Shortly before 2:00 p.m. yesterday, one of our great employees at our little country-convenience store let us know that she’d tested positive for COVID-19. She only works for us a day and a half per week, as she has another full-time position, but she’s extremely valued. She reports that she’s feeling okay, although has a bit of shortness of breath. We’re hopeful for a speedy recovery for her.
We wished that this day would never come, but knew exactly what we’d do if it did. At 2:00 p.m. we closed our store, as we’d promised our customers and staff. Our store serves our rural community needs, with gas, milk, eggs (some of which come from our own chickens), cheese, coldcuts, souse, sandwiches, and of course the requisite (and even deemed “essential” under our state lockdown) lottery and beer. Don and I immediately thought of next steps: testing for ourselves and our employees. The situation was more complicated as our store’s internet and phones were (and remain) down. The task was left to me.
I spend the next four hours online and on the phone calling, searching for a testing site. I started with my primary care physician’s office, who instructed me to call our county health department. I did so, to be told to call our regional health department’s COVID-19 hotline. I did so, and went through a series of questions with the person. Yes, I’m over 60. Yes, I (and others) had been exposed to someone who tested positive. No, I had no symptoms. Response: so sorry, you’re not eligible. You should self-isolate. But, I explained, we run a retail convenience store, an essential service in our community. Response: so sorry, you’re not eligible under CDC Guidelines. I asked: is there anyplace that might provide testing to those not meeting the guidelines? Response: well, you could try urgent care centers or your primary care physician (which, of course, was my first call). I hung up, and continued to google.
I called our local urgent care center. Nope, not eligible. I googled other urgent care centers, confirming that there were no others within 60 miles of us. A friend checked, using her contacts with a local free clinic. Nope, free clinic explained, not eligible.
I found a drug store in Richmond that recently announced a 400-tests-a-day program. I filled out a lengthy form (including much personal information), only to be told at the end I wasn’t eligible. I continued to google, returning (again) to the Virginia Department of Health COVID-19 site. Looking carefully, I finally found a list of testing sites. I filled out more forms, after which I was told nope, not eligible.
Finally, on the Department of Health’s testing site link, I found Better Med Urgent Care curbside testing locations. I’d never heard of them before, but they have a location in Fredericksburg, about 60 miles away from our home. I began filling out their form, and was pleasantly surprised by the few questions. I was invited to schedule a time – and there were a lot of time slots available today! I scheduled myself, fully expecting an email asking me to respond to more questions before confirming. I simply received a confirmation that I should show up at my requested time (11:27 a.m.).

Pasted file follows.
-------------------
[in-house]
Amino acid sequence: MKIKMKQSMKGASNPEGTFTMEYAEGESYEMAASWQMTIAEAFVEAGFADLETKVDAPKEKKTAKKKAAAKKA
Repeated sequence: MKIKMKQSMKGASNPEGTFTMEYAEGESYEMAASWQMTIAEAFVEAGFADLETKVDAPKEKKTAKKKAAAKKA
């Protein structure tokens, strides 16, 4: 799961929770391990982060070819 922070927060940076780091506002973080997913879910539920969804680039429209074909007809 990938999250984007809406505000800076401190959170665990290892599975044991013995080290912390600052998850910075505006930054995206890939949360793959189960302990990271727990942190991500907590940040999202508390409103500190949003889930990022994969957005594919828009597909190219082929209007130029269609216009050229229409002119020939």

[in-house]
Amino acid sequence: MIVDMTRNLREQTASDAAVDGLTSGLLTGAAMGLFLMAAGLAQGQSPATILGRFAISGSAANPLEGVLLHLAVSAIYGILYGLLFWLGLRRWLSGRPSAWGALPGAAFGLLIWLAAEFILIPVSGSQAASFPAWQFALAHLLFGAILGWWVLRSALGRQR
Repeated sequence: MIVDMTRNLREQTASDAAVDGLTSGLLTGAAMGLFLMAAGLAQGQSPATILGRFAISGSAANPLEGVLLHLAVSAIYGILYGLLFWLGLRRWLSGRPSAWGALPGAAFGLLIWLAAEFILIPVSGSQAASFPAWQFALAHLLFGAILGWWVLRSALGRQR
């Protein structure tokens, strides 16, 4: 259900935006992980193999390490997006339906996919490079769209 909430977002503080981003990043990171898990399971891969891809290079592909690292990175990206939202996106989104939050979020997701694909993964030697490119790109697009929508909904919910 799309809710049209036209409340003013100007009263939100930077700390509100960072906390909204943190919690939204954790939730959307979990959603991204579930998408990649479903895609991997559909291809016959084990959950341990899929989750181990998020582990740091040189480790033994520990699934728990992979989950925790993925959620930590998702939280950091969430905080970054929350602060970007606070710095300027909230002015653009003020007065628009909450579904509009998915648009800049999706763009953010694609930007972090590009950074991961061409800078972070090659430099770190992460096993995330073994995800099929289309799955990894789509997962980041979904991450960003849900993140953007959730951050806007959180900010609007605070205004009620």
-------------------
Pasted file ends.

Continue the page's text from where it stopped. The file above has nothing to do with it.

When I finally got home last evening, about 8:00 p.m., I guided Don through the application process, and he scheduled his own appointment for 11:23 a.m. At Better Med’s request, we both provided photographed copies of our drivers’ licenses and insurance cards to them via email (I know, not the most secure communication, but we went ahead anyway).
This morning, we journeyed forth about 10:00 a.m. to Fredericksburg. As we were pulling into the parking lot, we received a call from Better Med asking some simple questions. We told them we were there, and continued to answer their short and reasonable questions (birthdate, social security number, confirmation of address, credit card number in case of charges). We then got another call for medical information (prescriptions, very brief medical history). After that call, we were instructed to drive to the front of the building. Medical personnel took our temperatures, oxygen levels, and listened to heart/lungs – all while we were seated in our car. Then came the nose swab (both nostrils, brief, not too uncomfortable). Again, while seated in our car.
We spent a total of 40 minutes at Better Med. We couldn’t be more pleased with the process, the ease of setting the appointment, the personnel. Of course we’ll be extremely pleased if we’re both negative.
*The headline is an homage to This Hour has 22 Minutes, a wonderful comedy program from the Canadian Broadcast Corporation (CBC).